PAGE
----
Austin, who's well-acquainted with Rainey's exacting process of making work, and the sometimes excruciating wait for a finished body of sculptural works, thought about the drawings that are an integral part of Rainey's process. "I told him, 'You've lost all your historical drawing, but you could recreate the drawings of many of the pieces out there in the world, or you could do something that relates directly to the event, or you could do drawings about what you want to make in the future." Austin was thinking of a way the artist could restart the process of making, both for his own emotional well-being as well as a way to reciprocate the generosity of those looking to help Rainey rebuild.
"You should have heard the change in his voice," he said, adding that Rainey had been mentally and physically exhausted but he detected a new energy after that conversation. "Clifford called me a day later, from the property and said 'I've made charcoal drawings for years and I'm standing in a field of charcoal!'" After opening the shipping containers that had stored his artwork and discovering the remains of his works, Rainey thought to also add bits of the destroyed glass to his new body of work. "The drawings will have the charcoal of the fire, and may also have collage elements," explained Austin. "Bits of glass from his burned work that had been in storage."
Austin, who emphasizes he is making "zero commission" and acting only as a friend, is in the process of reaching out to those who want to support Rainey at this critical time. In particular, he's thinking of the collector who might have always wanted to purchase one of Rainey's works, who might want to commission a piece now. Or someone who simply wants to give a gift. "It's very important to me that this is not a commercialized thing," says the dealer. "If you want to help Clifford, he wants to give you something back. It's not a sale, there won't be an invoice ... but the support people provide to Clifford now is going to enable him to make his drawings, rebuild his studio, and to make the next sculptures."
There is a crowd-funding site set up by Duncan House, a fellow professor at California College of Art, where people have so far donated a total of more than $10,000 toward covering the costs of Rainey and Riser's rebuilding and relocating (https://www.gofundme.com/cliff...). A similar crowd-sourced fundraiser site has been set up in the United Kingdom on behalf of Rainey's friends and colleagues in the Chelsea Art Club, and over 200 people have donated to raise over $20,000.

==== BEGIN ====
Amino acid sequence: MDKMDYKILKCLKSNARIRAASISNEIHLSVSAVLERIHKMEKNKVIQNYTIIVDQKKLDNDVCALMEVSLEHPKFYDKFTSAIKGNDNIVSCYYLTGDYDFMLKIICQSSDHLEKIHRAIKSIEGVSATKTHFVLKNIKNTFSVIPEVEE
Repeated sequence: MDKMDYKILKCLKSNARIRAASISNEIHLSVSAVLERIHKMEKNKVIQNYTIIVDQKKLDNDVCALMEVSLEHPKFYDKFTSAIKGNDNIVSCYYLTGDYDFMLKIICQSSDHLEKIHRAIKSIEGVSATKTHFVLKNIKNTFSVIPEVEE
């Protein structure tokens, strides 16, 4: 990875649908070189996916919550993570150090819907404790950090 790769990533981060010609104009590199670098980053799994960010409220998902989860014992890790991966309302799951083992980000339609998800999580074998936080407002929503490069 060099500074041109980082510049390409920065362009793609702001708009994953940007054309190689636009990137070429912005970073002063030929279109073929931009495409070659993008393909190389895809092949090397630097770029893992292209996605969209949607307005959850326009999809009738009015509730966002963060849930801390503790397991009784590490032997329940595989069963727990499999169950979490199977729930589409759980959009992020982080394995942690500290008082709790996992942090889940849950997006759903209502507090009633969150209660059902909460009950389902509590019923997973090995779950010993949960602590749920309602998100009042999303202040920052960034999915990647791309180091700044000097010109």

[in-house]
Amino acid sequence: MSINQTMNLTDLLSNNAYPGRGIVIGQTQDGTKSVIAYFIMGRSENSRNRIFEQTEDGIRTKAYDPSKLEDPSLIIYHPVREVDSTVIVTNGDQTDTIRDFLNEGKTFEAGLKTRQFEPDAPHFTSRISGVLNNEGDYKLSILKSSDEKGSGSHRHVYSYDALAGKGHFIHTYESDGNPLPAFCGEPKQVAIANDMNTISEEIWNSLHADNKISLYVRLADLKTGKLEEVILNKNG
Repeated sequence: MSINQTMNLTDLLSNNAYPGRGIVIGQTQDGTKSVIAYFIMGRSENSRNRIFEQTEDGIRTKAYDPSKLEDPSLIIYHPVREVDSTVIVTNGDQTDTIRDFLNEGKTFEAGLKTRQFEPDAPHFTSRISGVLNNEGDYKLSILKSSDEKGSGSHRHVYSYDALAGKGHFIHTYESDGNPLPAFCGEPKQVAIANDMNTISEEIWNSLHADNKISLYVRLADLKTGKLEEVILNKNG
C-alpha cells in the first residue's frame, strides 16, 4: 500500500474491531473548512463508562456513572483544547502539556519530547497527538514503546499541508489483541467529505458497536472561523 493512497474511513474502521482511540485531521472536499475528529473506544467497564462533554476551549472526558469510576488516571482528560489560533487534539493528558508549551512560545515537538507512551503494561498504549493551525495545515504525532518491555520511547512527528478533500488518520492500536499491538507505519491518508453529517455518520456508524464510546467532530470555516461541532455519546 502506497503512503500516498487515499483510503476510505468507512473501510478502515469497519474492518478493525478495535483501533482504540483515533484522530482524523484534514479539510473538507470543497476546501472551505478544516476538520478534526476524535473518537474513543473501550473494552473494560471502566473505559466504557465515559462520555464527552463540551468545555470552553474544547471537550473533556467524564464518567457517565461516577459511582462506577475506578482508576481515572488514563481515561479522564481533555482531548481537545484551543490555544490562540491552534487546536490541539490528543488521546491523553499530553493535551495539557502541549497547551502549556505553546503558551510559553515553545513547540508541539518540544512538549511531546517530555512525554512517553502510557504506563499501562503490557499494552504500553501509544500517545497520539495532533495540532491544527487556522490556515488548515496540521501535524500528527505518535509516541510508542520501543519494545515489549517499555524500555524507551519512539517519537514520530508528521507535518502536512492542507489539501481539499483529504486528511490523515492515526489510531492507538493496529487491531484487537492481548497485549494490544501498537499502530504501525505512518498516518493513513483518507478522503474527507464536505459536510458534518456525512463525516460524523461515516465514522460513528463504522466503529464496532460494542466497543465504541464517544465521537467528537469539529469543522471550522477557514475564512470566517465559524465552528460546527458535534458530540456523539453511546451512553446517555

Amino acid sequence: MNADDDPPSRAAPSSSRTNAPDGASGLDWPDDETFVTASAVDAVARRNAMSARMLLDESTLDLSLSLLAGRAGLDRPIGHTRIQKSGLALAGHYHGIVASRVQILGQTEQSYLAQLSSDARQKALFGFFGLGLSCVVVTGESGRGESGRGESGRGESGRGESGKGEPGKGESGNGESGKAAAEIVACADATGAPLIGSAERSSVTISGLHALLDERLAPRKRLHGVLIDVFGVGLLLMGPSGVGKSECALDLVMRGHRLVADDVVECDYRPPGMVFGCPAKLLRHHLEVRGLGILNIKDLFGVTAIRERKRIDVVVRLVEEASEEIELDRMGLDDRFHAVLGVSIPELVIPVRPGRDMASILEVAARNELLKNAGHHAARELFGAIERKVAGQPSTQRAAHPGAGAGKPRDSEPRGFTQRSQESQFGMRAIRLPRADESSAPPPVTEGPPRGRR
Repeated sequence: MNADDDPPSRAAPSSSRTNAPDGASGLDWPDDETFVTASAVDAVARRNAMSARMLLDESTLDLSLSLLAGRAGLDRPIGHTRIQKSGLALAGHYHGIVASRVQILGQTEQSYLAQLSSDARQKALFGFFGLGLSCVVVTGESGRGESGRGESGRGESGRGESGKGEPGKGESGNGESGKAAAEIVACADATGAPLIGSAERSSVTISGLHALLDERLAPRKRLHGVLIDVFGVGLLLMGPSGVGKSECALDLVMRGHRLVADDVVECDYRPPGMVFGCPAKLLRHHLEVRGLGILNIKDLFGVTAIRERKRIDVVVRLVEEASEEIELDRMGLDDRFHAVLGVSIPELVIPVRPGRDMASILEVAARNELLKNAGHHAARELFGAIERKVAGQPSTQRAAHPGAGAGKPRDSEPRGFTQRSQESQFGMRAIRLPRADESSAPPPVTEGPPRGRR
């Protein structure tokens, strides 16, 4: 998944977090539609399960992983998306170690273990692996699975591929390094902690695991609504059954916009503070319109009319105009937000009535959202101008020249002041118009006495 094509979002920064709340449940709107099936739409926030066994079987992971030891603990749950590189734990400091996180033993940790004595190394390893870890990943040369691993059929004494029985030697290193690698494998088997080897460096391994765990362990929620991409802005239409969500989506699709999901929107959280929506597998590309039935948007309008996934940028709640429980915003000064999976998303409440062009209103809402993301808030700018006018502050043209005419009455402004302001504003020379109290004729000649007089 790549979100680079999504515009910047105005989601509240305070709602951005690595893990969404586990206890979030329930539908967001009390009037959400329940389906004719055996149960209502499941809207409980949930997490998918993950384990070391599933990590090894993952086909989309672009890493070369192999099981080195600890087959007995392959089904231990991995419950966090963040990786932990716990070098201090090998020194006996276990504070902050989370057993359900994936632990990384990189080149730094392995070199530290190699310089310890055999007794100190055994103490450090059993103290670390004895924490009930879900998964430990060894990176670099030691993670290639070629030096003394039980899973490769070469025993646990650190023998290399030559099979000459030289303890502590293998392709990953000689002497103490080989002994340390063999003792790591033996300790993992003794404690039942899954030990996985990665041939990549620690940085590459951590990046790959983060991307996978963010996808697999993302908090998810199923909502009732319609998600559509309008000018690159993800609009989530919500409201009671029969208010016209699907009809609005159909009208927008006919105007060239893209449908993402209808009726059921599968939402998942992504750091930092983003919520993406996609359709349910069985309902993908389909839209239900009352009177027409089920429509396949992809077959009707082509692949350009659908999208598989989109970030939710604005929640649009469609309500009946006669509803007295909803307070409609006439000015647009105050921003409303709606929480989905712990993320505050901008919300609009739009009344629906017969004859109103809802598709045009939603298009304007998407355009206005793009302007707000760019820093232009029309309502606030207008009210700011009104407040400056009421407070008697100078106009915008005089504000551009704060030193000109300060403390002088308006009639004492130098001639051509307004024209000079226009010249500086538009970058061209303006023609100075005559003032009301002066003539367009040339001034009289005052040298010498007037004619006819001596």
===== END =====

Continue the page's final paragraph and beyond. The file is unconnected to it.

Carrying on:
For those art collectors or friends of Rainey who might want to support the artist with a significant gift, or perhaps to discuss a future commission project, Austin is taking calls on his personal phone at 760-636-2834 or can be reached via email. Donations can also be mailed directly to Rainey by using the following address:
2283 Monticello Road
Napa, CA 94558
Austin likes to quote his therapist father, who used to say that people will never know your character when things are going well, only in the darkest hour. "That's where Clifford is," he says. "With the support people are showing, Clifford will have two lives -- before and after the fire."
Austin, who represents some of the top artists in the field, says Rainey occupies a unique position, citing "the scarcity of Clifford's work, and his insistence on doing everything with the work with his own hands." The surviving Rainey sculptures are safe in museums and in some of the top collections such as the Saxe and Benaroya holdings. Austin sees his opportunity to help Rainey at this pivotal moment as a "privilege."
"Clifford is equipped as well or better than any artist in the glass movement to respond to what just happened," he says.